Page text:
After a three week offensive in Gaza, Israel pulled troops out and the two sides have commenced a fragile ceasefire. Though it is difficult to foresee how long this truce will last, it is an issue that has become all too familiar in the Middle East.
The United States has continued to pressure Israel to create a Palestinian state, saying that this may bring peace in the region. The European Union also called for a permanent treaty between Israel and Palestine.
World leaders have struggled to create a lasting peace plan in the Middle East with little success. As part of the Israel-Egypt peace treaty of 1982, Israel withdrew from the Sinai. In May 2000, Israel withdrew from southern Lebanon. Israel also pulled out of the Gaza Strip in 2005 and almost completely from the West Bank. Still, terrorist threats and attacks continue.
With continued pressure to relinquish land and unrelenting terrorism affecting the nation, one may ask, “when is enough, enough?” It is clear that giving up land is not the solution. Israel has divided its land time and again, yet the violence has not ceased, and the creation of a Palestinian state seems further out of reach.
Israel’s actions are drawing criticism from surrounding nations and the media that says the Gaza attack was unethical and a “massacre.” Before the attack on Gaza, Israel dropped leaflets and sent warning calls to residents to get out of the city and to stop supporting Hamas.
The actions in Gaza were a response on Israel’s behalf to constant missile and rocket attacks from Hamas and other terrorist organizations in Gaza.
Iranian President Mahmoud Ahmadinejad recently called for the prosecution of Israeli leaders along with an encouragement to all Muslims to cut trade ties with Israel. He has stated that Israel “must be wiped off the map,” and that if the West will not remove the nation, “then the Palestinian nation and other nations will eventually do this for them.”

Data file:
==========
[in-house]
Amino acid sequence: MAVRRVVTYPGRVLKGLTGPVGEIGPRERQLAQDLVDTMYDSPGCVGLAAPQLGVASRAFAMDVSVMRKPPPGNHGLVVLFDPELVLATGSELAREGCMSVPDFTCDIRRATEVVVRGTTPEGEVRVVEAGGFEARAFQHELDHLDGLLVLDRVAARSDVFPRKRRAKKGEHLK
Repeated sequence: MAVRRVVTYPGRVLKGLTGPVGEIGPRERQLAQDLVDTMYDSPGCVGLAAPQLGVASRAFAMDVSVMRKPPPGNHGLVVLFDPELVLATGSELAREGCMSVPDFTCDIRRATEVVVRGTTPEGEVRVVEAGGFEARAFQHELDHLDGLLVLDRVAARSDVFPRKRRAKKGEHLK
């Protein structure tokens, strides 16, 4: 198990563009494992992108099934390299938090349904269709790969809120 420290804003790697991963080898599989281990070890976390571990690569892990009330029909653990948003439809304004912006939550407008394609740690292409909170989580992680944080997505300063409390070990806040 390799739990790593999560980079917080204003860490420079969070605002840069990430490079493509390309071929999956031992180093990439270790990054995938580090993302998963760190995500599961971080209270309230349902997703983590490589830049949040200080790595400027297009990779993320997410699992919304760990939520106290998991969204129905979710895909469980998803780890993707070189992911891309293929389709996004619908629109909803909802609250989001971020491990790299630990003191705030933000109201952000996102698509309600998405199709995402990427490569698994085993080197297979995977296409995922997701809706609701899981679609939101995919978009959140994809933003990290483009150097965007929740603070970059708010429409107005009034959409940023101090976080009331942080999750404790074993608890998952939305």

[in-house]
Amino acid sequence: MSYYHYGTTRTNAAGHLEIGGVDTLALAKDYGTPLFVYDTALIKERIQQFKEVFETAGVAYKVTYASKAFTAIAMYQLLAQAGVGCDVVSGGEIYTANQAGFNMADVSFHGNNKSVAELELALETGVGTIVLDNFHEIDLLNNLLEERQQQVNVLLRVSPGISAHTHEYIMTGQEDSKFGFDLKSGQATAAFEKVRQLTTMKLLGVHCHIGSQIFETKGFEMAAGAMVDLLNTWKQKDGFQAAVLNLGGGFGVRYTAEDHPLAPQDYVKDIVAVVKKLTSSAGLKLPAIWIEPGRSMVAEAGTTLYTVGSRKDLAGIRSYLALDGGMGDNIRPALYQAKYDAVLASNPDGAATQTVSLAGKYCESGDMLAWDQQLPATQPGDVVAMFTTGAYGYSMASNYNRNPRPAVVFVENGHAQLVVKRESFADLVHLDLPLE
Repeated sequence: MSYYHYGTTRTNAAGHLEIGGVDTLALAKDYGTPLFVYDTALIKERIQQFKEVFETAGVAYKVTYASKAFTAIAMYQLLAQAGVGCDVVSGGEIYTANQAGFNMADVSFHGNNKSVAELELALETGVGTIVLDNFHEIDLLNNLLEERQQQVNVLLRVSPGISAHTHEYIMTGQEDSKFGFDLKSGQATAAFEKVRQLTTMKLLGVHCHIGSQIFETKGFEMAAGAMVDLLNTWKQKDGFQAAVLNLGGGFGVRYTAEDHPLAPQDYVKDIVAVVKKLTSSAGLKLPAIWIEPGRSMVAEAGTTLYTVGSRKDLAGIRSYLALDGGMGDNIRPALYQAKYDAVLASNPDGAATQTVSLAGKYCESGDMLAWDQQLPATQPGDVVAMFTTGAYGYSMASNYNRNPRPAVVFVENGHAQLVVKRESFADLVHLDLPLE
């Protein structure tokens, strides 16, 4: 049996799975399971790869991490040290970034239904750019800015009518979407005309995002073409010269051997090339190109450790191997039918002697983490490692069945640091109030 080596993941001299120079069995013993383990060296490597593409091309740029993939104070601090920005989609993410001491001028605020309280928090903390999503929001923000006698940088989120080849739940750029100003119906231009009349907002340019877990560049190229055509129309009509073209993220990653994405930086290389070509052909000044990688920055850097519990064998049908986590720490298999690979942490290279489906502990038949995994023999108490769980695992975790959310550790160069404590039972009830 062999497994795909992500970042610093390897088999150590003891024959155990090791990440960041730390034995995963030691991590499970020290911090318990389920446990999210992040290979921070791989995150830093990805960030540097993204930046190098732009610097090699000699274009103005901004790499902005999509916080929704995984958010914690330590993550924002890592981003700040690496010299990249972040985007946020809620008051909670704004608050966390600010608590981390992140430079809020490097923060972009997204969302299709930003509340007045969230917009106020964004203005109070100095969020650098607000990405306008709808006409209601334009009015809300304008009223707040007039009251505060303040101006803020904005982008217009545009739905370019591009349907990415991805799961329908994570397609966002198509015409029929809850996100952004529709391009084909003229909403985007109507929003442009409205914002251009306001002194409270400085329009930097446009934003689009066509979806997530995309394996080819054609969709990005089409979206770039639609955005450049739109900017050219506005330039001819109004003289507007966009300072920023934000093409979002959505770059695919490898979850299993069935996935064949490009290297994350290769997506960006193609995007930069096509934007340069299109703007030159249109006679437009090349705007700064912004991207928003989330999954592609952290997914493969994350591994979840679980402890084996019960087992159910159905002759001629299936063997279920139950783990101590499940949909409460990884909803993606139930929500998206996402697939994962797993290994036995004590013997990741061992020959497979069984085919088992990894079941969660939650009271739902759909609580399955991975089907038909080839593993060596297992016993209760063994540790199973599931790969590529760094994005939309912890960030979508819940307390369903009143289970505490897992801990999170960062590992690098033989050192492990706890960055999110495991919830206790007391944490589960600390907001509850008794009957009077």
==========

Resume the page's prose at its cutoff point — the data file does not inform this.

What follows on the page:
In an article from The Associated Press, military spokesman Abu Obeida stated that Hamas would continue violence despite the truce.
“We are still ready and capable of firing more rockets. We are developing the range of our rockets and the enemy will face more, and our rockets will hit new targets, God willing,” said Obeida.
It is impossible for peace due to continued threats of Israel’s annihilation. How does one make peace with nations that call for your destruction? It is clear that the war in the Middle East is not merely a disagreement between the nations, but a religious war rooted in a dispute over the rights to occupy the land and its holy sites.
The resolution will not be resolved with peace talks, but with recognition of Israel’s rights to occupy the land. Due to the nature of hostility that the nation receives, Israel has the right to defend itself and protect its people.
Becky Yeh is a junior journalism major and a contributing writer for the Daily Forty-Niner.